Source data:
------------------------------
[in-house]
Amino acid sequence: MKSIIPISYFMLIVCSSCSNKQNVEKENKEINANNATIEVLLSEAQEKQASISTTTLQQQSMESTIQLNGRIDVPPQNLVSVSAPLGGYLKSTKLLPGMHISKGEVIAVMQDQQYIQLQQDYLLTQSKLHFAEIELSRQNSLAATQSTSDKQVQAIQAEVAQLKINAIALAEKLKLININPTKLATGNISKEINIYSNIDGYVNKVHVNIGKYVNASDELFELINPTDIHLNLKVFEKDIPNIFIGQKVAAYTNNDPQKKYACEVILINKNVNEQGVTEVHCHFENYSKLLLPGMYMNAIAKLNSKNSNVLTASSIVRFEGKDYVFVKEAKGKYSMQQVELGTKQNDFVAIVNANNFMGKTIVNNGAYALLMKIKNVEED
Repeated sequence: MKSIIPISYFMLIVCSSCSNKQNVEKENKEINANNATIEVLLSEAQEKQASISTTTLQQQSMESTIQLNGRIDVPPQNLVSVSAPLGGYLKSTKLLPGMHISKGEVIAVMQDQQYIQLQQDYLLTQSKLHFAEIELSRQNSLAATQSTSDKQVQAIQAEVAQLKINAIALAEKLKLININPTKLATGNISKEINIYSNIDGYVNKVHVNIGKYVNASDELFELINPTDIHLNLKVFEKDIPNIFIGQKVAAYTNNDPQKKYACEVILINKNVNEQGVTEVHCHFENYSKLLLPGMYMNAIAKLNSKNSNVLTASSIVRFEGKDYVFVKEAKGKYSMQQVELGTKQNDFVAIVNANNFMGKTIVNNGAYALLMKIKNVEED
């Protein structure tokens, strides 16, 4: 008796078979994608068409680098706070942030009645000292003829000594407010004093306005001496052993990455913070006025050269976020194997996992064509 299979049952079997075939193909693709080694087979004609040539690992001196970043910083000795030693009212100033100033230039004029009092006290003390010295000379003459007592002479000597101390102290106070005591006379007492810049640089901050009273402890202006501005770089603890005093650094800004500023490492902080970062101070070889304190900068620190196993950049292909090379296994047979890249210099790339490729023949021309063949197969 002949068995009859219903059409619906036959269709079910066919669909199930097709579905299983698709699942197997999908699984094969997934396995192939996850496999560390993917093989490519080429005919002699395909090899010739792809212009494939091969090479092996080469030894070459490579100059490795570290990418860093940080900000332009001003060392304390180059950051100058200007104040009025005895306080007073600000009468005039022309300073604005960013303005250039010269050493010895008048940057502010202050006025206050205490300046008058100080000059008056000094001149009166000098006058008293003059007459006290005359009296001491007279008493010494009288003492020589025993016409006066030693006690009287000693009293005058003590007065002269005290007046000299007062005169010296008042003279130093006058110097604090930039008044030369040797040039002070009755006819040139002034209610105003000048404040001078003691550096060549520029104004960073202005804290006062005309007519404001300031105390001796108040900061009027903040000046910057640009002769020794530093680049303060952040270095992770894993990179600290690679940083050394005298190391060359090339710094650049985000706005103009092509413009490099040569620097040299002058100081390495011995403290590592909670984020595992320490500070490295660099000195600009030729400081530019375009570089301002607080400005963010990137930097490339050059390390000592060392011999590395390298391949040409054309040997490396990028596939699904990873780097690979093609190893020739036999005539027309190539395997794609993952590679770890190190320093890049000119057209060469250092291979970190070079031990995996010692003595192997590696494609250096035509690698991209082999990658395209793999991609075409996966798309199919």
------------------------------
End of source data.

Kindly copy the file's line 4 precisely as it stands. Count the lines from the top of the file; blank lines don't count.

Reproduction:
């Protein structure tokens, strides 16, 4: 008796078979994608068409680098706070942030009645000292003829000594407010004093306005001496052993990455913070006025050269976020194997996992064509 299979049952079997075939193909693709080694087979004609040539690992001196970043910083000795030693009212100033100033230039004029009092006290003390010295000379003459007592002479000597101390102290106070005591006379007492810049640089901050009273402890202006501005770089603890005093650094800004500023490492902080970062101070070889304190900068620190196993950049292909090379296994047979890249210099790339490729023949021309063949197969 002949068995009859219903059409619906036959269709079910066919669909199930097709579905299983698709699942197997999908699984094969997934396995192939996850496999560390993917093989490519080429005919002699395909090899010739792809212009494939091969090479092996080469030894070459490579100059490795570290990418860093940080900000332009001003060392304390180059950051100058200007104040009025005895306080007073600000009468005039022309300073604005960013303005250039010269050493010895008048940057502010202050006025206050205490300046008058100080000059008056000094001149009166000098006058008293003059007459006290005359009296001491007279008493010494009288003492020589025993016409006066030693006690009287000693009293005058003590007065002269005290007046000299007062005169010296008042003279130093006058110097604090930039008044030369040797040039002070009755006819040139002034209610105003000048404040001078003691550096060549520029104004960073202005804290006062005309007519404001300031105390001796108040900061009027903040000046910057640009002769020794530093680049303060952040270095992770894993990179600290690679940083050394005298190391060359090339710094650049985000706005103009092509413009490099040569620097040299002058100081390495011995403290590592909670984020595992320490500070490295660099000195600009030729400081530019375009570089301002607080400005963010990137930097490339050059390390000592060392011999590395390298391949040409054309040997490396990028596939699904990873780097690979093609190893020739036999005539027309190539395997794609993952590679770890190190320093890049000119057209060469250092291979970190070079031990995996010692003595192997590696494609250096035509690698991209082999990658395209793999991609075409996966798309199919």